On May 8, 2009, the group committed a robbery at a Huck's gas station. On May 9, 2009, they committed a robbery at a different 7–Eleven. Each time, the males entering the store had their hands under their clothing as if they had weapons, but no weapons were seen.

The robberies went unsolved until around February 2010, when Torres was arrested in Noble County for illegal consumption of alcohol by a minor. While being booked into jail, Torres, drunk, told an officer that he had been involved in several robberies. Detective Mitch Hershberger from the Goshen Police Department later spoke with Torres, who implicated himself, Estrada, Gonzalez, and Ochoa in the robberies.

Detective Hershberger went to Estrada's place of employment, told Estrada that her name had come up in connection with an incident, and asked her to accompany him to the police station. Detective Hershberger then called Estrada's home and requested that her parents or guardian meet them at the station.

Estrada's mother Patricia Estrada arrived with Edwin Cerone, a man she identified as her husband. Because Patricia spoke Spanish but no English, Detective Hershberger asked Officer Mario Mora, who was fluent in Spanish, to translate. Officer Mora brought with him a juvenile advisement of rights form that had been translated into Spanish. The form contained two sections: the top of the form listed each of the juvenile's rights, and the bottom of the form consisted of a paragraph acknowledging and waiving the juvenile's rights as well as a space for the juvenile and his or her parent or guardian to sign the waiver. Officer Mora read off each right listed on the form. He then asked Patricia and Cerone if they wanted to talk with Estrada. Patricia said no. Officer Mora then handed the form to Cerone, who gave it to Patricia, who gave it to Estrada. Patricia asked if she should sign the form, and Officer Mora responded that she needed to read it. Estrada read the waiver paragraph at the bottom of the form to Patricia while Patricia looked at the form over Estrada's shoulder. Estrada and Patricia then signed the waiver. Estrada said that she understood everything and told Patricia that she was going to talk with Detective Hershberger. Officer Mora again asked Patricia if she wanted to talk with Estrada. Patricia said no. During the interview, Estrada admitted that she knew Torres, Gonzalez, and Ochoa and that she had been involved in the Speedway robbery. Even though the Speedway robbery did not involve any weapons, Estrada stated that a bottle was used.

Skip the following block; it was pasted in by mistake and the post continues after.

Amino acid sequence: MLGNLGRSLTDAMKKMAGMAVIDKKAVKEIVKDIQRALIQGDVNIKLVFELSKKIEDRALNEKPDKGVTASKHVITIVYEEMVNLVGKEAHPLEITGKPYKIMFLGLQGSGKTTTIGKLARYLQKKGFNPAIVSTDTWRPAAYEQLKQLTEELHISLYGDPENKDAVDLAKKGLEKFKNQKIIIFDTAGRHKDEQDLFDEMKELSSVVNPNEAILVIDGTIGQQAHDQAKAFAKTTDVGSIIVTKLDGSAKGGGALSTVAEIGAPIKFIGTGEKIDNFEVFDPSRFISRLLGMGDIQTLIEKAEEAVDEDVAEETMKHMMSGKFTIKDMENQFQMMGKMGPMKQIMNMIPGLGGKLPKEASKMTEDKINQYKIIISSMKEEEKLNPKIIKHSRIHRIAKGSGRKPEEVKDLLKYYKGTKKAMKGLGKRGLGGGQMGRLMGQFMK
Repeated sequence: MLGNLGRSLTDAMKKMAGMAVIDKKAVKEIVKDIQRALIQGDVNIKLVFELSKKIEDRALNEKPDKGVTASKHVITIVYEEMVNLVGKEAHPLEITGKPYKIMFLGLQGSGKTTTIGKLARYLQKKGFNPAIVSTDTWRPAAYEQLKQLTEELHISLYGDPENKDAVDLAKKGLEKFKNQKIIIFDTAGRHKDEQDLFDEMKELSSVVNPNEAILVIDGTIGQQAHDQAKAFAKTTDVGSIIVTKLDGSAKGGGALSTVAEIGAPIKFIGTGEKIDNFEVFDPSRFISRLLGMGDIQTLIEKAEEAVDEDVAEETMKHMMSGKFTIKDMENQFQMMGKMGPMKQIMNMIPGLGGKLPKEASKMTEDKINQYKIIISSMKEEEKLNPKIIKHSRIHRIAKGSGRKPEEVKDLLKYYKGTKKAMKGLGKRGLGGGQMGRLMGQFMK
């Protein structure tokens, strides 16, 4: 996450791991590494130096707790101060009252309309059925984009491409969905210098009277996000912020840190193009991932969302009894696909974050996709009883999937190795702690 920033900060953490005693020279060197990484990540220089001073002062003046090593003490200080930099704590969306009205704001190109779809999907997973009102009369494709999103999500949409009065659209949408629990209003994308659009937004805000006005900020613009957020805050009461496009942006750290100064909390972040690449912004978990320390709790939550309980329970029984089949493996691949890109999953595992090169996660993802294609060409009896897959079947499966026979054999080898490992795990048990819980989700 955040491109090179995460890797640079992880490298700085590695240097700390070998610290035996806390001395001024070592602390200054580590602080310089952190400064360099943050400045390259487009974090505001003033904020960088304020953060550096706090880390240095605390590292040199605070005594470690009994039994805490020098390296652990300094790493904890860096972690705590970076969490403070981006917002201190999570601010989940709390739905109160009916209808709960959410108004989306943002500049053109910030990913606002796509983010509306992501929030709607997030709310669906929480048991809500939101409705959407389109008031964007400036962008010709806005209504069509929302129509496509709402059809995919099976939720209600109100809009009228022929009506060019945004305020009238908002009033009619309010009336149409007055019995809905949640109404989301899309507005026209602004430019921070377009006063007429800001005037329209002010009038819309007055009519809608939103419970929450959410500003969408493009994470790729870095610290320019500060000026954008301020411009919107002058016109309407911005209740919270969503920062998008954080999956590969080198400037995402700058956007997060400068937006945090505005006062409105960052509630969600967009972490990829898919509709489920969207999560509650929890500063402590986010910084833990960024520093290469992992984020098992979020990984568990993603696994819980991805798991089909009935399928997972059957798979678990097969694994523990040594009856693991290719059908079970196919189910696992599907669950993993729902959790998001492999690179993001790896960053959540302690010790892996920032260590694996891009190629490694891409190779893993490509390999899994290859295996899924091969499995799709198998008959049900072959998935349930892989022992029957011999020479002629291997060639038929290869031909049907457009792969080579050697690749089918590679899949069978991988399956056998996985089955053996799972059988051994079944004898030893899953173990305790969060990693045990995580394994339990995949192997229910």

In March 2010, the State filed a delinquency petition against Estrada for three counts of Class C felony robbery if committed by an adult. The petition covered the last three robberies, where no weapons were seen: the Speedway robbery on May 2, 2009, the Huck's robbery on May 8, 2009, and the 7–Eleven robbery on May 9, 2009. Estrada admitted to the allegations and was adjudicated a delinquent.